Mathematical Teaching Software System. Abstract.
Children throughout the United States do not adequately develop problem-solving skills. Nationwide, students who take special written problem-solving exams have an average score of 11% correct. The objective is to create a tool by which teachers can augment their instruction abilities, automate some of the problem-solving process, and maintain the interest of the students. The end result will generate web pages for the student and will allow that person to view the problem from different angles. Also, the pages are dynamic so they will help ensure that the students will remain interested in the problem-solving sections of the online instructional aid software. By utilizing the World Wide Web and ASP, students using either Macintosh or Windows personal computers will be able to use the online problem-solving system on old and new machines. In conclusion, by creating a suite of ASP pages to help 3rd through 6th grade teachers teach problem-solving skills, the students will excel and significantly surpass the national average of 11% in problem-solving testing.
One evening small, furry, people-like Weebles, Wobbles and Widgets hurried about their secret caverns. One particular Widget named Wally wandered off too far and fell in a ravine. Weebles, Wobbles and Widgets ran over and tried to save poor Wally, but no one had a long enough rope. Then Wendell Wobble had an idea: If they formed a furry chain, holding on to each other, maybe they could reach down the 40” to Wally. The Weebles were 12” tall, the Wobbles were 8” high, and the Widgets were 4” high. How many different combinations of the small creatures would reach 40 inches?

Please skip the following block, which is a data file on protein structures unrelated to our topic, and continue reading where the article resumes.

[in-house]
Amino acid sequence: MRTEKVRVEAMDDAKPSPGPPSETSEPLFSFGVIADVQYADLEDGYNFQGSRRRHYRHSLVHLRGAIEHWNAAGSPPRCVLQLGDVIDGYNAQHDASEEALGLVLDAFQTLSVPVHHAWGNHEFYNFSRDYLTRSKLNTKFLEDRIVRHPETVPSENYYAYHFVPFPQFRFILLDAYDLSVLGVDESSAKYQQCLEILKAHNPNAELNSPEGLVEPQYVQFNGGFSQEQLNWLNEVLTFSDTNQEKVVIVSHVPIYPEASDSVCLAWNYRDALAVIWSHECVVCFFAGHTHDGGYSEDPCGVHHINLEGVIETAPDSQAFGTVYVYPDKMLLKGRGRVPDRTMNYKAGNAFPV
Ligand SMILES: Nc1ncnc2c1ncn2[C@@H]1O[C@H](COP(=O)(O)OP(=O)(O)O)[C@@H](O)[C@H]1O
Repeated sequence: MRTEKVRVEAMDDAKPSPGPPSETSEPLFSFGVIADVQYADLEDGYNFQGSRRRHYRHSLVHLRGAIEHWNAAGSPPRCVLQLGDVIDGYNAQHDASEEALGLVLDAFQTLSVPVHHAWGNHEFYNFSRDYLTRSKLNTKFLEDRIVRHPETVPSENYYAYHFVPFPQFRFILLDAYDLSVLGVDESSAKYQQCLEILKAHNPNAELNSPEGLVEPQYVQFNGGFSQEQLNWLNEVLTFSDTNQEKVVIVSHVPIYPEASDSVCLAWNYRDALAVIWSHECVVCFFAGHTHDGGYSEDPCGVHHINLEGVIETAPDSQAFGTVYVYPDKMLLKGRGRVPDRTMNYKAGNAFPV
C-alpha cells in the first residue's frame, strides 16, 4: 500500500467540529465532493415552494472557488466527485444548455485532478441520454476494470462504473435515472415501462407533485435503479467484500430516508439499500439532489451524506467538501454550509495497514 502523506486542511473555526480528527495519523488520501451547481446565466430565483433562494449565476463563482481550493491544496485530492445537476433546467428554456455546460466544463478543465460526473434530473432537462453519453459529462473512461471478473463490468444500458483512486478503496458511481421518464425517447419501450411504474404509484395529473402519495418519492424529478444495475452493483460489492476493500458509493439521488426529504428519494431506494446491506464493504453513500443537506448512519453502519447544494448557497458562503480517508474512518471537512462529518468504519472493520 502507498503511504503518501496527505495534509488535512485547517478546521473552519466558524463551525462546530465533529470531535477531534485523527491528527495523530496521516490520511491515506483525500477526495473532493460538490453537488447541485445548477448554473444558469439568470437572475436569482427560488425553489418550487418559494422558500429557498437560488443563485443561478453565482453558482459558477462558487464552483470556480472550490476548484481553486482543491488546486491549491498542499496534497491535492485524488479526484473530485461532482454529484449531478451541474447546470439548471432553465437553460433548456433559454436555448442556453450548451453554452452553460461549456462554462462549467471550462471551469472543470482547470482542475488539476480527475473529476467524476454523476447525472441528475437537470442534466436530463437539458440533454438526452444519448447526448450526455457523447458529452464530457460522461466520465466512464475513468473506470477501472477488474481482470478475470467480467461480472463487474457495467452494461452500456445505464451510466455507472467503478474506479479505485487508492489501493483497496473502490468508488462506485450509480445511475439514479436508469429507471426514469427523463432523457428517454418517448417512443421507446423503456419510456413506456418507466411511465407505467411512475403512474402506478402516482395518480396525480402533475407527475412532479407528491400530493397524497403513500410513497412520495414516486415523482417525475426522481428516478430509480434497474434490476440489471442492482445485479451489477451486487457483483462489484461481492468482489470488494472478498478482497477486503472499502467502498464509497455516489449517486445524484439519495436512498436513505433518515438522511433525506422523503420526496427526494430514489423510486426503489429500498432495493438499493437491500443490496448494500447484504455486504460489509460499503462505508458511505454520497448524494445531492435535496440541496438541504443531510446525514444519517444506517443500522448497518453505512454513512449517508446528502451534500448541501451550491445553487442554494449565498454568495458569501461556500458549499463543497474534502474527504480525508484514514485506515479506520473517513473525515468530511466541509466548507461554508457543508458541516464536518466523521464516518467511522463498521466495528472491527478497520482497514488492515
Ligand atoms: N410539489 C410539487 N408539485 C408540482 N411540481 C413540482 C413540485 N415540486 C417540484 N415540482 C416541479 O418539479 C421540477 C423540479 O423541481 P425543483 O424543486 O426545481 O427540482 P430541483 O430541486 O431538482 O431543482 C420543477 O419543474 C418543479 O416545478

The end product is a suite of ASP pages that will build dynamic pages for students depending on the problem category and difficulty desired. An ASP/web solution also allows the pages of generated HTML to be viewed from anywhere on any platform. Teachers will also be able to compare information obtained from all participating students.
By meeting with primary school teachers who are presenting problem-solving techniques, the project team will determine which techniques are successful and will attempt to computerize those techniques. Class materials will be reviewed to help define the system requirements.
James McCollum (leader) EE 180 hours
Scott Seieroe EE 165 hours
Josh Nielsen EE 165 hours
Scott Keister (reporter) EE 120 hours
Dr. John Lamont
Dr. Ralph Patterson
The project will cost